Perm offers a cheaper and more reliable method of aircraft engine assembly

Photo by © UEC

The comprehensive programme for the development of the Russian aviation industry until 2030 has set a task for the industry to speed up the design and production cycle of aircraft engines. But obstacles can arise in the process of their assembly, which slow down the process and reduce efficiency indicators. One of the most common technical problems is rotor imbalance, which leads to increased vibration and changes in engine operation, ultimately accelerating component wear.

The main part of the turbine, the rotor, consists of a shaft and an impeller on which the blades are mounted. The rotor converts the thermal energy of the gas flow into mechanical work, which creates thrust for the turbojet engine.

Turbine rotor imbalance occurs when the centre of mass and the axes of rotation are not aligned. This can be caused by manufacturing errors or material of different densities. Scientists from Perm National Research Polytechnic University (PNRPU) have proposed to minimise the initial rotor imbalance using a new method of rotor assembly, and to eliminate the residual imbalance by balancing. They are confident that their algorithm will make the engines more durable and cost-effective than the existing technology.

To assemble the turbine wheel and prevent imbalance, they use special software developed by PNRPU scientists that models the errors in advance. Before the turbine assembly the blades are sorted according to the reduction of their relative static unbalance and stacked in pairs. A special programme is then used to check and correct the modelled set.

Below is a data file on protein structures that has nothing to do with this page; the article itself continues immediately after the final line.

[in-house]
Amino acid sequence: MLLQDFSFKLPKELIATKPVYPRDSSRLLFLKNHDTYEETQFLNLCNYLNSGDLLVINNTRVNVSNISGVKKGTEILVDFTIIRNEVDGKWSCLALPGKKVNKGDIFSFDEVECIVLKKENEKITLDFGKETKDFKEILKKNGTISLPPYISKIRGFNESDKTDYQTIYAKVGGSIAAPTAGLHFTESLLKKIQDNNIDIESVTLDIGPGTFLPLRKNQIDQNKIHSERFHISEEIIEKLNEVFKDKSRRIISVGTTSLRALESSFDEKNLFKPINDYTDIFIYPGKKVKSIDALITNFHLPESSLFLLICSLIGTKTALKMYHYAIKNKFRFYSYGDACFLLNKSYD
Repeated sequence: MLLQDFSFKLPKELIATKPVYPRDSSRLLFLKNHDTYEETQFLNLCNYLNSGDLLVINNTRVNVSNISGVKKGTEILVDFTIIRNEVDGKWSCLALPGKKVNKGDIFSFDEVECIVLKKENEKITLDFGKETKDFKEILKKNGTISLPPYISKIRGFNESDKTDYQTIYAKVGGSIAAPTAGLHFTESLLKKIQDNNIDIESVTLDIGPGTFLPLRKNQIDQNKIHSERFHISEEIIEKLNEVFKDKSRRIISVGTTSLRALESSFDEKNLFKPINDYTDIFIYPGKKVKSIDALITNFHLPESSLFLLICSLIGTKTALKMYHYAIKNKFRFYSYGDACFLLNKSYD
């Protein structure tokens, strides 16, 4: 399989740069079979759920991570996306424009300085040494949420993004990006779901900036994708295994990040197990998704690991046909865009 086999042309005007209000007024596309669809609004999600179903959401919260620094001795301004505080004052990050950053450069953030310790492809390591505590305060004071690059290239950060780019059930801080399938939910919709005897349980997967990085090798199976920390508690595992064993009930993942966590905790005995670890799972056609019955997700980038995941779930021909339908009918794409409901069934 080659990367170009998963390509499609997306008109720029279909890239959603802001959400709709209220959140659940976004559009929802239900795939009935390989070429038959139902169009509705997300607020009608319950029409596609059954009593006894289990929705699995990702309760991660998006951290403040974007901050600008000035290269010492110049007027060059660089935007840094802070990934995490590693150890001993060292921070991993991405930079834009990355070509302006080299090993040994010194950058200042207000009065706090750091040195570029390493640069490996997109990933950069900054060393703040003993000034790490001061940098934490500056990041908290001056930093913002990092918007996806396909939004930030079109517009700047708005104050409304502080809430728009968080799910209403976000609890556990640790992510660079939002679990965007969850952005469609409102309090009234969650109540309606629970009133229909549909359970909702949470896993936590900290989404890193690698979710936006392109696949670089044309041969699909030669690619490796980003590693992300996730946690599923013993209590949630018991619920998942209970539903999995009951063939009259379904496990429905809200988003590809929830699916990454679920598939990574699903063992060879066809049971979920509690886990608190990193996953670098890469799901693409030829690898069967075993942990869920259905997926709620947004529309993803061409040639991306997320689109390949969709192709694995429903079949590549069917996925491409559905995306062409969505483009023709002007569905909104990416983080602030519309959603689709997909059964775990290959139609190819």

“Correct stacking ensures compliance with the requirements for blade unbalance and reduces this indicator in the wheel. Continuous monitoring of the magnitude and direction of the unbalance after laying each group of blades allows corrections to be made in time. If everything is done correctly, the assembly is carried out according to the prepared version. In this case, the wheel no longer needs to be balanced,” explained the associate researcher. explained Margarita Seryogina, junior researcher and engineer at the Centre for High Performance Computing Systems at PNRPU.

“Our method increases the accuracy of rotor assembly and allows for the creation of automated workstations with constant control, while the use of calculations reduces the amount of work. This will make it possible to make engine production more rhythmic and meet the objectives set by the comprehensive programme for the development of the aviation industry to increase the production of domestic engines,” the press service of PNRPU commented on the new assembly algorithm on the Russian Aviation website.